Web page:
A pauper was walking along the road, dejected and sad. It had been years since his wife had smiled. G‑d had blessed them with a houseful of girls, beautiful, wise and resourceful—each one a gem. From the moment his eldest had come of age, matchmakers began knocking on their door with suggestions of fine young men, Torah scholars.

But alas, when they heard that there was no money for a dowry, they turned away. “Your daughters are wonderful,” they would say, “but how can we expect a young man to join a family that cannot even contribute a few coins toward the wedding celebration and settling the young couple in a new home?”

As a last resort, he set out to beg, hopeful that his fellow Jews—“merciful ones, the children of merciful ones”—would have pity on his family and help him in his time of need.

But he was mistaken. It wasn’t that they were stingy or uncaring. It was just that they too were poverty-stricken and had barely enough to support their own families. And those who had more were overextended, fielding requests from far and near for assistance.

Now, on his way home, his mind was on his empty pocket and his wife’s impending disappointment. Barely noticing his surroundings, he leaned against a large tree, massaging his back against its ample trunk.

“Hey, you!” he heard. “What are you doing here? Don’t you know that you’re trespassing?”

Looking up, he suddenly realized that he had apparently wandered onto the grounds of a grand manor, and that he was face to face with the poritz, the feudal lord who had almost unlimited power in his realm.

“Oh, I am so sorry, Your Lordship,” he was quick to say. “I was simply wandering around, feeling so alone and dejected about my sorry state of affairs, and I stopped to comfort my aching back against your tree. Please forgive me for taking that simple pleasure, and I will be on my way.”

“Wait a moment,” said the poritz, not unkindly. “You look like a man who has suffered in life. Please tell me more. Perhaps I can help you . . .”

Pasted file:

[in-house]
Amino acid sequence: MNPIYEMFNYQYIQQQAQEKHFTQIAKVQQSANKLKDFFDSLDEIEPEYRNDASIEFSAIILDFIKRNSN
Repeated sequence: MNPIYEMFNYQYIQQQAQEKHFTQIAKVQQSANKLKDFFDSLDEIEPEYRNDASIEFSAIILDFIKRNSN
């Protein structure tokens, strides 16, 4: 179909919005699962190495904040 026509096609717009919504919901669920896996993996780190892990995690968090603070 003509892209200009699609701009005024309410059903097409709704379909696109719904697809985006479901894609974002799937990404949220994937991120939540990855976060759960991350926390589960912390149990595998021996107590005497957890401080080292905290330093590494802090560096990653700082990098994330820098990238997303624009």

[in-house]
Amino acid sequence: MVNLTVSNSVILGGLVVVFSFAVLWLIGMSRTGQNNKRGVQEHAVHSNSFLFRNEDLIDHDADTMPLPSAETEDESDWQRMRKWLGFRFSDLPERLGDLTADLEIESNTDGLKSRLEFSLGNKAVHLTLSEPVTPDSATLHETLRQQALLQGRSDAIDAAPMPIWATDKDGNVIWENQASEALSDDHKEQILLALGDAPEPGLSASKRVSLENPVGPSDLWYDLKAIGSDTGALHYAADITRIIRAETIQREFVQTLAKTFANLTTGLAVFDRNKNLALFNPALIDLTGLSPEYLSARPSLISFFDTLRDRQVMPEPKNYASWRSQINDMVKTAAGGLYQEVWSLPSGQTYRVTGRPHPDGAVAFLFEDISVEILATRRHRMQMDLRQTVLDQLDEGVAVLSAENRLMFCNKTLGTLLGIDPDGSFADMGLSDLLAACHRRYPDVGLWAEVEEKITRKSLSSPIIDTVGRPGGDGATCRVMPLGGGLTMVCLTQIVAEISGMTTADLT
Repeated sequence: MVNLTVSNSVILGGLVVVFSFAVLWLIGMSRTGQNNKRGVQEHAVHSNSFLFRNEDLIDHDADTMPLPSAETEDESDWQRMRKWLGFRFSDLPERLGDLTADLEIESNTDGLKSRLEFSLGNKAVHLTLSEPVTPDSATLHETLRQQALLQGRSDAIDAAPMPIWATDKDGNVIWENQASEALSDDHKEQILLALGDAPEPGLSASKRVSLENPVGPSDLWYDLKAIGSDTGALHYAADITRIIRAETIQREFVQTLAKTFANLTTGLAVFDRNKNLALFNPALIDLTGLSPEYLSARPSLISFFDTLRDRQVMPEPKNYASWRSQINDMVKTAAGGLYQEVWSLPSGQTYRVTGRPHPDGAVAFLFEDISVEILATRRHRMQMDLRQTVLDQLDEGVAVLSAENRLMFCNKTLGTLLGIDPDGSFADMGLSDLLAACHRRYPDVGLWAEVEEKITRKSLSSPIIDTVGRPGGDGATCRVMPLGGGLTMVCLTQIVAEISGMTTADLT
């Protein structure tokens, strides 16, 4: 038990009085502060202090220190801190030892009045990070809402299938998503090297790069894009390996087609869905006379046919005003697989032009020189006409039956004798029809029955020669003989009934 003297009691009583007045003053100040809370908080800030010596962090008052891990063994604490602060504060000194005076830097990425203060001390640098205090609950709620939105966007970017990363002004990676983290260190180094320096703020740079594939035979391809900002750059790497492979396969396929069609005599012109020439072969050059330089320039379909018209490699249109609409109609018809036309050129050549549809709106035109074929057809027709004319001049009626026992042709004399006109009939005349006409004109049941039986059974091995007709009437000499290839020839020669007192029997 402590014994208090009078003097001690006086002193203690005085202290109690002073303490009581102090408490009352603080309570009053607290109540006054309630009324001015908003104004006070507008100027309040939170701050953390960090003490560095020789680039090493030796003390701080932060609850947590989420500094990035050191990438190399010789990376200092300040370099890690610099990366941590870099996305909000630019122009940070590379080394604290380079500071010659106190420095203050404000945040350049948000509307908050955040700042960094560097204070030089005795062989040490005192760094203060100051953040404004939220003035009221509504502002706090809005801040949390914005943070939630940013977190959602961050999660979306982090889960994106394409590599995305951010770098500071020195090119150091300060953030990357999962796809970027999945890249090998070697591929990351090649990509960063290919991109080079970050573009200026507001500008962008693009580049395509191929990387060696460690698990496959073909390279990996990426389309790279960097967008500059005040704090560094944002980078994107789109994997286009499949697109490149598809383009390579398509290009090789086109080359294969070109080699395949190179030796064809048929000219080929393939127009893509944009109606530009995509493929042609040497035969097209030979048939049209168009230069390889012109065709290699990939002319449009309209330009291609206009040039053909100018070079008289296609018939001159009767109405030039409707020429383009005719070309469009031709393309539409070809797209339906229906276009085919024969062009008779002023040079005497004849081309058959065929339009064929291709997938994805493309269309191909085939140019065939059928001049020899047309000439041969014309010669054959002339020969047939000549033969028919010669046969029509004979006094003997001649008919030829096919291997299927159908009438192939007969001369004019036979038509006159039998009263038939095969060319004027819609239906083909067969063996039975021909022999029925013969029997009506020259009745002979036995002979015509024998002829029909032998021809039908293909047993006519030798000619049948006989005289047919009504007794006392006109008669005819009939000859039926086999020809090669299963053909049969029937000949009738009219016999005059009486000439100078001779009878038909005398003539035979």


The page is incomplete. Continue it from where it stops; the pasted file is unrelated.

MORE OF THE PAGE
“Oh, Your Lordship is too kind,” said the down-and-out man. “I was feeling so alone. I am a father of daughters, and I desperately seek means with which to help them get married, but why should you care about a poor old Jew and his problems?”

“Dear man,” said the poritz, “please take this purse of coins, and marry your daughters in gladness. I am an old man and have all the money I can ever need—it’s the joy of giving that I could use in life. Now go in peace.”

Still doubting whether it had all been a dream, the poor man stumbled home. It was not long before word of the miraculous chain of events spread through the village.

“What good fortune,” said one man to another. “Here’s our chance to get rich. Let’s go to that same estate and try our luck.”

Making their way to the rambling grounds, they promptly located a well-suited tree and began to rub with vigor.

Sure enough, the master of the realm soon came to question them.

“Oh, Sire,” they said, “Please have pity! We were feeling so sad, so alone and so hopeless that we decided to lean against your tree for a while, taking advantage of the opportunity to massage our backs.”

“You’re charlatans, both of you,” thundered the lord, who had once been a general and still knew how to bark an order. “Leave at once!”

As they humbly left the garden, one of them summoned up the temerity to question the poritz. “How is it,” he queried, “that when our friend was here, you greeted him so kindly, but when we came and told you a similar story, you called our bluff?”

“It’s very simple. When a man is truly alone and he needs to scratch his back, he has no choice but to lean against a tree trunk. But there are two of you. You could have rubbed each other’s backs. That told me that you weren’t really as needy as you made yourselves out to be.”

When relating this parable, chassidim would conclude: As long as one has a friend, no situation is ever hopeless.